What other drugs will affect Doctamoxifene?
Many drugs can interact with Doctamoxifene, and some drugs should not be used together. This includes prescription and over-the-counter medicines, vitamins, and herbal products. Not all possible interactions are listed in this medication guide. Tell your doctor about all medicines you use, and those you start or stop using during your treatment with Doctamoxifene. Give a list of all your medicines to any healthcare provider who treats you.
Side effects of Doctamoxifene
DocDoctamoxifenee's selective estrogen activation effects can cause some serious side effects, including blood clots, stroke, and endometrial cancer. If you and your doctor are considering Doctamoxifene as part of your treatment plan, tell your doctor if you smoke or have a history of blood clots or heart attack. If you're taking Doctamoxifene, call your doctor immediately if you have any of these symptoms:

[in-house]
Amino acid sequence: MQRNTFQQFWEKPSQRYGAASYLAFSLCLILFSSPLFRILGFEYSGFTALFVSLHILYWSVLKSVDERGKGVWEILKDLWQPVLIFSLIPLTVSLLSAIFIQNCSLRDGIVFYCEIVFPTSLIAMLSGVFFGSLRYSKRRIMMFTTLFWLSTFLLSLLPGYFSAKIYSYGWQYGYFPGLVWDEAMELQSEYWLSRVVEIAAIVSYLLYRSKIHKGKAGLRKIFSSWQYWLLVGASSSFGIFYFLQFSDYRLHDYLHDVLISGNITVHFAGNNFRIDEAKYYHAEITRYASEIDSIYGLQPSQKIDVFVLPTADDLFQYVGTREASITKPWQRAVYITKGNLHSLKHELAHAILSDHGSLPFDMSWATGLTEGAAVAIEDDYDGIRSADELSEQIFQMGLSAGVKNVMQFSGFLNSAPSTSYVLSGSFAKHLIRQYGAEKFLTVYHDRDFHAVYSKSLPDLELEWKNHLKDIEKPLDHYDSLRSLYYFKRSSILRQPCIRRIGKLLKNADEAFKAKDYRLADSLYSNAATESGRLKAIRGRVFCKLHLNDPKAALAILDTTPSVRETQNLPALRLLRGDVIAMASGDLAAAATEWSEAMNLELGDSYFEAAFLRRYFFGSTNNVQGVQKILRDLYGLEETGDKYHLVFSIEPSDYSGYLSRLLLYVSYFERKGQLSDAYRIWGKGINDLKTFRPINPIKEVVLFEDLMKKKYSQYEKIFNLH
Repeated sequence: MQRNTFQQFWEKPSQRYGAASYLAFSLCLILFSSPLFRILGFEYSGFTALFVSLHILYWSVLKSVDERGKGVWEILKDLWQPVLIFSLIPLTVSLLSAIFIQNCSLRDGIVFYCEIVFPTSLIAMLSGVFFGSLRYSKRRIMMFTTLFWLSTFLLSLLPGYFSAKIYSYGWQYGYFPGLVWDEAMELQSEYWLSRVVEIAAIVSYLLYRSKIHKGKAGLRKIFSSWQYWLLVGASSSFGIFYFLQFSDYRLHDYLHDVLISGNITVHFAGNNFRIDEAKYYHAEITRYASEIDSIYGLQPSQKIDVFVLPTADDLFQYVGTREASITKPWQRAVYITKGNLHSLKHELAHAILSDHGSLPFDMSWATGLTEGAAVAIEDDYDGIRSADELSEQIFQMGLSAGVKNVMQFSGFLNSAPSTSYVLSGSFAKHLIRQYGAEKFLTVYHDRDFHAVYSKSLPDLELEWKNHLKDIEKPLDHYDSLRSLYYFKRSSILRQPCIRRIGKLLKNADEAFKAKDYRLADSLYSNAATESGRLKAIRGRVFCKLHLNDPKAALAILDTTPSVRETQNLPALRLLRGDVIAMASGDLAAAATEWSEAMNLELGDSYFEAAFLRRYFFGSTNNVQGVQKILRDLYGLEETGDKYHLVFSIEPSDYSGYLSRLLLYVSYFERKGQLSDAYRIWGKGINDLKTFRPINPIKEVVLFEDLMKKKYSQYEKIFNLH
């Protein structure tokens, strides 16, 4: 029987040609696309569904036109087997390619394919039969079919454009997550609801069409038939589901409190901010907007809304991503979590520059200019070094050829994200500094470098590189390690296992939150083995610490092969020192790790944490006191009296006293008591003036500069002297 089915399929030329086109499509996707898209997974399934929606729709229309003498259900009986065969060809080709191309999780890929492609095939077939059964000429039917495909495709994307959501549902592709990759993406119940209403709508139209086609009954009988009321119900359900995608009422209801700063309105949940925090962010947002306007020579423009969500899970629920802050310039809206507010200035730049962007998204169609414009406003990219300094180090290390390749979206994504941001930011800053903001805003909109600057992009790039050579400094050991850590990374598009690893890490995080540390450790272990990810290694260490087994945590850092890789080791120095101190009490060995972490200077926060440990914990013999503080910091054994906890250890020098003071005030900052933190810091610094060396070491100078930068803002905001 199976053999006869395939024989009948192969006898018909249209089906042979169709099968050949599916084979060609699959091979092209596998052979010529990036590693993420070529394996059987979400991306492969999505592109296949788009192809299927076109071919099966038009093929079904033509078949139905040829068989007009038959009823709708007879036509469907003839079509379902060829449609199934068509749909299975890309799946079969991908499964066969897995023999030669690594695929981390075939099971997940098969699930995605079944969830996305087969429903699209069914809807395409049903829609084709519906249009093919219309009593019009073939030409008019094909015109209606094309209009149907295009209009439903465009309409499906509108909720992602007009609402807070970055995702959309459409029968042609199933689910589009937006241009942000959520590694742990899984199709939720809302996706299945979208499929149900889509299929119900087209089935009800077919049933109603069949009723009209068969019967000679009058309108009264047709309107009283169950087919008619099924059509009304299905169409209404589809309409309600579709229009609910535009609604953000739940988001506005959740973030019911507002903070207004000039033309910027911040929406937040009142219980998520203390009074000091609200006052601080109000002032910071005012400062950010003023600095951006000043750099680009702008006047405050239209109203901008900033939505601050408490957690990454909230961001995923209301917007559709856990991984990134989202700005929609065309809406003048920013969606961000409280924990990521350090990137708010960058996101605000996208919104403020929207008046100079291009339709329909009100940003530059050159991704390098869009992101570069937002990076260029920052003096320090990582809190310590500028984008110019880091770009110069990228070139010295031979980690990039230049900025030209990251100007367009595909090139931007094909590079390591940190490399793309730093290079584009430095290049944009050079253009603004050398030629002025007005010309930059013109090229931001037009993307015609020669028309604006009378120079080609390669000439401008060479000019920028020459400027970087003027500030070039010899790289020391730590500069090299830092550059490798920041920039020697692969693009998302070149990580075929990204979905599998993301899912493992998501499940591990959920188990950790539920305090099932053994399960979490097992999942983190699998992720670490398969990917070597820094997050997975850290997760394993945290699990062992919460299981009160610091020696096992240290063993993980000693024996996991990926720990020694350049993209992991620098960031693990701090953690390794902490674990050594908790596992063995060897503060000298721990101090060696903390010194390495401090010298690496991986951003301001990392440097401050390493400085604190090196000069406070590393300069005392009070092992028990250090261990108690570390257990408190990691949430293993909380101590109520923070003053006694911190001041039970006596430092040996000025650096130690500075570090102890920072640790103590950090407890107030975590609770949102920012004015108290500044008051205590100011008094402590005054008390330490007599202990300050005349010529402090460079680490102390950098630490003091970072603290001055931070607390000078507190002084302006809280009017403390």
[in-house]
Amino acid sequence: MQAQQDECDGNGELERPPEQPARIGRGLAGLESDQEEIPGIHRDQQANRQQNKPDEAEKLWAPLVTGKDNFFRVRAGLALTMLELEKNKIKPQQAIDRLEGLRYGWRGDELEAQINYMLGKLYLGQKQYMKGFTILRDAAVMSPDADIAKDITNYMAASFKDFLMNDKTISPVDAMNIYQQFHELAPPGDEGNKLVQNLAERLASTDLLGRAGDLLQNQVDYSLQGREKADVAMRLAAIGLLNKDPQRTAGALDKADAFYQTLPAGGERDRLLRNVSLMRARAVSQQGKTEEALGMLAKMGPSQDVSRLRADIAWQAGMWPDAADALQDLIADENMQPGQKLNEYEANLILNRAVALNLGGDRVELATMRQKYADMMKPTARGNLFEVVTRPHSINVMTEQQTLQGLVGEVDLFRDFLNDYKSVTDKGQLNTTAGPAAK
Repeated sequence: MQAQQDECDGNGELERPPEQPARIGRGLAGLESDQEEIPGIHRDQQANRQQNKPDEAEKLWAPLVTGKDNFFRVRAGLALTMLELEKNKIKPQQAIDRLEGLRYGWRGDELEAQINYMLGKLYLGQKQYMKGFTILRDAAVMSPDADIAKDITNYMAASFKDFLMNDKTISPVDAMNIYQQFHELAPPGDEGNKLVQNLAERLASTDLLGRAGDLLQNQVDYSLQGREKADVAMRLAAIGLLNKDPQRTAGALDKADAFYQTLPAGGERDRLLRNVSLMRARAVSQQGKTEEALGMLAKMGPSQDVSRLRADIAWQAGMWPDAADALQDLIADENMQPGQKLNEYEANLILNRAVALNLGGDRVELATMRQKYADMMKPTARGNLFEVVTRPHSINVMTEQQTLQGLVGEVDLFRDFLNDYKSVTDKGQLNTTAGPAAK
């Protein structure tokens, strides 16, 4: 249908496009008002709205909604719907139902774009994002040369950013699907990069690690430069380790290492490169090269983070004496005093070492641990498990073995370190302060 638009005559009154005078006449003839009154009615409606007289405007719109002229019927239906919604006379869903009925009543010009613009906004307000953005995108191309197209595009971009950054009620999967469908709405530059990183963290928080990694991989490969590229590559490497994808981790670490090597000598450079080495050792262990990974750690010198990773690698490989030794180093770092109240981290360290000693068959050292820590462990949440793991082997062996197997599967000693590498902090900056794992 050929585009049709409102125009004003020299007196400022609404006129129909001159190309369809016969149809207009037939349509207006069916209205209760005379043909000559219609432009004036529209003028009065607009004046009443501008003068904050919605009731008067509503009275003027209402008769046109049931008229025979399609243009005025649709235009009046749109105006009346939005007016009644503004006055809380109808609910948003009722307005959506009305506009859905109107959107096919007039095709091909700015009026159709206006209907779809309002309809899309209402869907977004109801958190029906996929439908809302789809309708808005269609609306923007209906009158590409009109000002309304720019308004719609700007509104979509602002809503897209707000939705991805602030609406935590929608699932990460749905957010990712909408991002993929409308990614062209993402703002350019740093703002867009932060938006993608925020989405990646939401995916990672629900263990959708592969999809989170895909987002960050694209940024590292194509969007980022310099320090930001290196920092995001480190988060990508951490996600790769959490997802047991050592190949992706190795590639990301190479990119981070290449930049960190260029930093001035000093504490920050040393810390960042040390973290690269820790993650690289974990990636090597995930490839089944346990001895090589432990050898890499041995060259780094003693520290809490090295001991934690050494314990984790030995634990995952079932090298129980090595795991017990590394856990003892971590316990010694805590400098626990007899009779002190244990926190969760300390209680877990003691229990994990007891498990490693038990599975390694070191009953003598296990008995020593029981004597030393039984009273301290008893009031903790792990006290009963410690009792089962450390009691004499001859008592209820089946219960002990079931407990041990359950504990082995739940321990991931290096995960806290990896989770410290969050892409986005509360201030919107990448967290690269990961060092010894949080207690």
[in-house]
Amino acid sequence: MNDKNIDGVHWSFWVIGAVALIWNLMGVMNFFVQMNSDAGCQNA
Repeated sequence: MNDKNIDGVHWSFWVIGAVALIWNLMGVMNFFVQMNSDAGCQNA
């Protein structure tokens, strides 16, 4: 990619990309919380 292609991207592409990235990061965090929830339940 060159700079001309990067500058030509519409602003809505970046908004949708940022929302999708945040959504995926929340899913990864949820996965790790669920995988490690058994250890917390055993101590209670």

- abnormal vaginal bleeding or discharge
- pain or pressure in the pelvis
- leg swelling or tenderness
- chest pain
- shortness of breath
- weakness, tingling, or numbness in your face, arm, or leg
- difficulty speaking or understanding
- vision problems
- sudden severe headache
The most common side effects of Doctamoxifene are:
Hot flashes or night sweats from taking Doctamoxifene can be troubling. But a 2008 British study suggests that women who experienced hot flashes and night sweats while taking hormonal therapy medicine were less likely to have the breast cancer come back (recur). Knowing that this side effect might indicate a reduced risk of the cancer coming back may help some people stick with treatment despite the side effects.
Some women on Doctamoxifene have reported memory problems while taking the medicine. While no definitive results are available yet, the ongoing Co-STAR (Cognition in the Study of DocDoctamoxifenee and Raloxifene) trial is looking at the effects Doctamoxifene and raloxifene have on memory and thinking.
DocDoctamoxifenee may cause side effects. Tell your doctor if any of these symptoms are severe or do not go away:
- increased bone or tumor pain
- pain or reddening around the tumor site
- hot flashes